Colloquium | Sarah Kozloff

Wednesday, March 20, 2013 - 12:00pm

Sarah Kozloff

Cinema / Ideology / Empathy

This talk challenges still dominant dogma concerning the efficacious ways to use narrative film for positive social change. Instead of alienation and estrangement, it advocates engagement and empathy. Questioning elements of Marxist and Brechtian theory and turning instead to models from liberal philosophy and psychology, it seeks a new understanding of "mainstream" social problem films' ability to effect hearts and minds.

Sarah Kozloff has taught at Vassar since 1988. She teaches genres courses (Romantic Comedy, Musicals), cultural studies classes (The McCarthy Era, Women and Film). Her scholarship focuses on American cinema, particularly on issues related to speech, narrative, and ideology. She has been invited to present her work at major symposiums in Australia, Denmark, Montreal and London, to contribute to textbooks and reference works, and to evaluate film programs at other colleges. Sarah Kozloff’s major publications include: The Norton Introduction to Film Genres (forthcoming 2013); The Best Years of Our Lives in the BFI Film Classics series; Overhearing Film Dialogue; Invisible Storytellers: Voice-over Narration in American Fiction Film; and "Narrative Theory and Television" in Channels of Discourse, Reassembled, ed. Robert C. Allen.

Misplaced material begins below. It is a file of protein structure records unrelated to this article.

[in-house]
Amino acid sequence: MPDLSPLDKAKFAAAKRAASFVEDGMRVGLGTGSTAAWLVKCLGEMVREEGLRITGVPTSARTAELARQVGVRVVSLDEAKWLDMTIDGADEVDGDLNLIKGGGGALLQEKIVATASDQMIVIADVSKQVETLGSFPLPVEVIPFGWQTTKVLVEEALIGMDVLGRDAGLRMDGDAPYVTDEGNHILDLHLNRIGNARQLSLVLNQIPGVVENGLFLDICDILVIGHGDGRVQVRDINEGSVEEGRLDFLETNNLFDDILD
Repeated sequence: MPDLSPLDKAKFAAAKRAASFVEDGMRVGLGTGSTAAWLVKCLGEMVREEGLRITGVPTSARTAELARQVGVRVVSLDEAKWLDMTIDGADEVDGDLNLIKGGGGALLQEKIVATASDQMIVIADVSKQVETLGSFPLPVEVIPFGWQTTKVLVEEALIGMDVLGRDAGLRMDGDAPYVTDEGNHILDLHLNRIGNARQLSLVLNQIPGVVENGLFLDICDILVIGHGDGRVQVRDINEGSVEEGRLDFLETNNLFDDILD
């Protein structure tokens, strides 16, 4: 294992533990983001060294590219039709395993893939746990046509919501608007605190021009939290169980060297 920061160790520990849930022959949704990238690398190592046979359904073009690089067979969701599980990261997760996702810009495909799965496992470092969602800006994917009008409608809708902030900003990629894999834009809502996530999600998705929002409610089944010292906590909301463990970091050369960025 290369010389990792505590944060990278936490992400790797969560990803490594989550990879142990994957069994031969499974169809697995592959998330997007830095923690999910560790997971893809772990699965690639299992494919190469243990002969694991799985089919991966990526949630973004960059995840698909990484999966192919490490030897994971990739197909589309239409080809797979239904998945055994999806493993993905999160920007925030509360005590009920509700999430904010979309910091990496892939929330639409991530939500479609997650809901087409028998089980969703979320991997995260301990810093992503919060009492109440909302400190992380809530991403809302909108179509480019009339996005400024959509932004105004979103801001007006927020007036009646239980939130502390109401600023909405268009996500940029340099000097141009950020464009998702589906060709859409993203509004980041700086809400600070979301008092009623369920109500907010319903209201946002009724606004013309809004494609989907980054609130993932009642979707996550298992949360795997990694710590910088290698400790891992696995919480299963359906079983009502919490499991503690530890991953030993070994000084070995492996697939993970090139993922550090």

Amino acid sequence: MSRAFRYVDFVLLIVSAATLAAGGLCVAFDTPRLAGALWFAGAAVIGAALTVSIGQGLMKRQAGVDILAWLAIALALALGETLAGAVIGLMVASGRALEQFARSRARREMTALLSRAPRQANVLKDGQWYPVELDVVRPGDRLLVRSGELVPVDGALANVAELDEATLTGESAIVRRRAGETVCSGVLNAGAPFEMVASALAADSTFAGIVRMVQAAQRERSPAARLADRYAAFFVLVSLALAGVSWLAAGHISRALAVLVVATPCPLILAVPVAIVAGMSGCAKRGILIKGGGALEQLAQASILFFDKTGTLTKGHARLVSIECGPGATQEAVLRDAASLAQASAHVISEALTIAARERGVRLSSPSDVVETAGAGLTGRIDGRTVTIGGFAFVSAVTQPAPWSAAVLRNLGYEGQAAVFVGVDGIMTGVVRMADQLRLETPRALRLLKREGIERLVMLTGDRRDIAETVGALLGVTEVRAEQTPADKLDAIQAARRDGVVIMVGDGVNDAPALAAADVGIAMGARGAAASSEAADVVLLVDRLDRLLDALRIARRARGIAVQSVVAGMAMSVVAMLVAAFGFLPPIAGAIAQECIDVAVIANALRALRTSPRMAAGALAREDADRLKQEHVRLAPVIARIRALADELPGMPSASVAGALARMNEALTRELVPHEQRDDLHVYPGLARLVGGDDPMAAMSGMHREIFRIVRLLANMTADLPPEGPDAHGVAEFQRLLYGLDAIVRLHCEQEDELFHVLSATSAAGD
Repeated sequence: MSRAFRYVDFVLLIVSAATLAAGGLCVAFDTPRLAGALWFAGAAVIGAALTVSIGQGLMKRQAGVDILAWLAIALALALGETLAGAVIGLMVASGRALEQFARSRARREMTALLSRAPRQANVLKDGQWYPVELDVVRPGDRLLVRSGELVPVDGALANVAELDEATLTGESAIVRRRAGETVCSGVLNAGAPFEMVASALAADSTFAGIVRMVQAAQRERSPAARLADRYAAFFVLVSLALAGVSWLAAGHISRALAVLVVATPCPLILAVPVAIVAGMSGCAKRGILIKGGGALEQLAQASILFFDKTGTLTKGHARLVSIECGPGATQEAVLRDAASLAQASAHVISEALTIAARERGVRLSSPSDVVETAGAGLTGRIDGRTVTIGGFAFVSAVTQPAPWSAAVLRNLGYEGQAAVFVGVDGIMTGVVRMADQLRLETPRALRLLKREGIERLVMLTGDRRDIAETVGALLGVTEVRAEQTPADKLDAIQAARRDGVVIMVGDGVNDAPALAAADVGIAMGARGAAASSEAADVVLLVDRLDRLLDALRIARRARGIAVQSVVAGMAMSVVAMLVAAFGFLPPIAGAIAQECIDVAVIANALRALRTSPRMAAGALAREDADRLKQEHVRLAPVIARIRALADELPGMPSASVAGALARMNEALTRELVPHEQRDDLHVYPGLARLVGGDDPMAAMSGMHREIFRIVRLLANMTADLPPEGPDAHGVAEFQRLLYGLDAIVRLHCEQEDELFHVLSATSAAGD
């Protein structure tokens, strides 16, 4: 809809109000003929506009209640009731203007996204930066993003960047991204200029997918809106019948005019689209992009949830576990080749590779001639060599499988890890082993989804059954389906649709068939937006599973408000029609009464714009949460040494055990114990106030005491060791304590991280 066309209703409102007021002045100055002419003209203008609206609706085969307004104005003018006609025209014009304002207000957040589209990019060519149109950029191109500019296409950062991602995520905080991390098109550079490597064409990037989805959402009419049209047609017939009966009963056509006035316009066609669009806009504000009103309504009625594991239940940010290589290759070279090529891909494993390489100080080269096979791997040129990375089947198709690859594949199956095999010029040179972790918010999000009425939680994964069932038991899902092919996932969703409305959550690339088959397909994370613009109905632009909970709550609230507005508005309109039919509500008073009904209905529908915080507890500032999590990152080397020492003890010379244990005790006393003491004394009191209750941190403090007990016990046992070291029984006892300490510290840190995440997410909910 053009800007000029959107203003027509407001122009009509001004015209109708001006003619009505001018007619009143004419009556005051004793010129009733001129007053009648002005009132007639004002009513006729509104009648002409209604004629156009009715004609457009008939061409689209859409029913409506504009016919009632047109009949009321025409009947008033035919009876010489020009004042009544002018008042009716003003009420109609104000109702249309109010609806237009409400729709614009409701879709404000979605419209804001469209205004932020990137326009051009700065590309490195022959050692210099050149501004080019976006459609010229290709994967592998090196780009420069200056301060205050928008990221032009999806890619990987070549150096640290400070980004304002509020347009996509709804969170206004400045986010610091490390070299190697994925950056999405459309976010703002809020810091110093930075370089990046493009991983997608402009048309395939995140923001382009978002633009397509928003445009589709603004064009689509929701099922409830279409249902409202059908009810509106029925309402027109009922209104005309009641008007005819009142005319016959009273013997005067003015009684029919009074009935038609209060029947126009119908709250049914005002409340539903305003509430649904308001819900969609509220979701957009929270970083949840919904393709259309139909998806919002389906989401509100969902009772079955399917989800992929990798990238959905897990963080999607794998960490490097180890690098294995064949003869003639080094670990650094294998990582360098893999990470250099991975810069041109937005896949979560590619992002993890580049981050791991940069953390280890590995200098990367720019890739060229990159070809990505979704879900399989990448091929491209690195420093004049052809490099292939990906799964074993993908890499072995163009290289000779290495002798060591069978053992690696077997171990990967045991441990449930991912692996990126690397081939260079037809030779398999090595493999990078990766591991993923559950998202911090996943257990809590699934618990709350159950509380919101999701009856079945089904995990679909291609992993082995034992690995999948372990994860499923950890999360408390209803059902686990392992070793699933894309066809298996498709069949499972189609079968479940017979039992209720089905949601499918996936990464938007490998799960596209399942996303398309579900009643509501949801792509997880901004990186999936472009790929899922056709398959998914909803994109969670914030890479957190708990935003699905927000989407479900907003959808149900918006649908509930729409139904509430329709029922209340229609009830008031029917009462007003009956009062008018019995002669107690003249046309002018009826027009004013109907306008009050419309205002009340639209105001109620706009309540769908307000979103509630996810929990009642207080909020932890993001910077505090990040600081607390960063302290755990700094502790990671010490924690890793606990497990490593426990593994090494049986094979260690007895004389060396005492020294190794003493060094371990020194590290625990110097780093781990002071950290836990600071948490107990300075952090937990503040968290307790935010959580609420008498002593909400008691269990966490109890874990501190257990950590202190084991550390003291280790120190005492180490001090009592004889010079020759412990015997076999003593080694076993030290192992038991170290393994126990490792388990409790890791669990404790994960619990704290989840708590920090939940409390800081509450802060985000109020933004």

Cinema Studies Program
209A Fisher-Bennett Hall ⋅ 3340 Walnut Street ⋅ Philadelphia, PA 19104 ⋅ (215) 898-8782